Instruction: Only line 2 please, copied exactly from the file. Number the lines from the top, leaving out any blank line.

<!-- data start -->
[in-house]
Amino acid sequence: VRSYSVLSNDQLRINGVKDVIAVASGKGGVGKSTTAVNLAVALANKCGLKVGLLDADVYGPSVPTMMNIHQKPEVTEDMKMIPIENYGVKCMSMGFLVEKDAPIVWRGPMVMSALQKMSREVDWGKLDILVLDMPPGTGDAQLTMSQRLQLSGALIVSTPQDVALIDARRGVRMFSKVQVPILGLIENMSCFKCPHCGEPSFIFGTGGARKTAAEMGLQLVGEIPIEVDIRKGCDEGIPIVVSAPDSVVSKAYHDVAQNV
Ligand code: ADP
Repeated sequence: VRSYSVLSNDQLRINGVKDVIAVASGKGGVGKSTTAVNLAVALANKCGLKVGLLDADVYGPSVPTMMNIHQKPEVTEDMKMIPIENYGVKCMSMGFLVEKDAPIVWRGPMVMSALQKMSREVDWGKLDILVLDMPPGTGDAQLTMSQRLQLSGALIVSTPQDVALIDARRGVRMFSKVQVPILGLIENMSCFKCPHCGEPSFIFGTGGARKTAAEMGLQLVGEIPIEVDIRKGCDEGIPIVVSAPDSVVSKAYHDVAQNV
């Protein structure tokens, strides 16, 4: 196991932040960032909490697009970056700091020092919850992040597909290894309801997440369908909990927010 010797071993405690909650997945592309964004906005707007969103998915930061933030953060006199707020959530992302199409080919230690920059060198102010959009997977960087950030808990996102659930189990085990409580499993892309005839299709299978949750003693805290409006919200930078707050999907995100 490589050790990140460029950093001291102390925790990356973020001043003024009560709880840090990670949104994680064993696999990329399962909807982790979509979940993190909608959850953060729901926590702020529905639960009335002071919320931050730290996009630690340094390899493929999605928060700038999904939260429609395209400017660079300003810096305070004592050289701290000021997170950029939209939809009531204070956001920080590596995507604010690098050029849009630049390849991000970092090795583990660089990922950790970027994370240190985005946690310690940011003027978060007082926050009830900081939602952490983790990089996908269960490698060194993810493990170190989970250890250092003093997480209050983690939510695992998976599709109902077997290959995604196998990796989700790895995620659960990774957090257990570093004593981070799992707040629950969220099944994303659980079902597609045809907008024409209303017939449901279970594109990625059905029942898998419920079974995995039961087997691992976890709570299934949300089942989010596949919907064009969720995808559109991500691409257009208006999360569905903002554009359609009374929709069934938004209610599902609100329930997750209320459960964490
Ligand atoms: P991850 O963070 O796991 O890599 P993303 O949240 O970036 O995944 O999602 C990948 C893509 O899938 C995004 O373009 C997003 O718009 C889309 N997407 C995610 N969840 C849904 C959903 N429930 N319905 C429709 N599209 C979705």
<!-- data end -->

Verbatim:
Amino acid sequence: VRSYSVLSNDQLRINGVKDVIAVASGKGGVGKSTTAVNLAVALANKCGLKVGLLDADVYGPSVPTMMNIHQKPEVTEDMKMIPIENYGVKCMSMGFLVEKDAPIVWRGPMVMSALQKMSREVDWGKLDILVLDMPPGTGDAQLTMSQRLQLSGALIVSTPQDVALIDARRGVRMFSKVQVPILGLIENMSCFKCPHCGEPSFIFGTGGARKTAAEMGLQLVGEIPIEVDIRKGCDEGIPIVVSAPDSVVSKAYHDVAQNV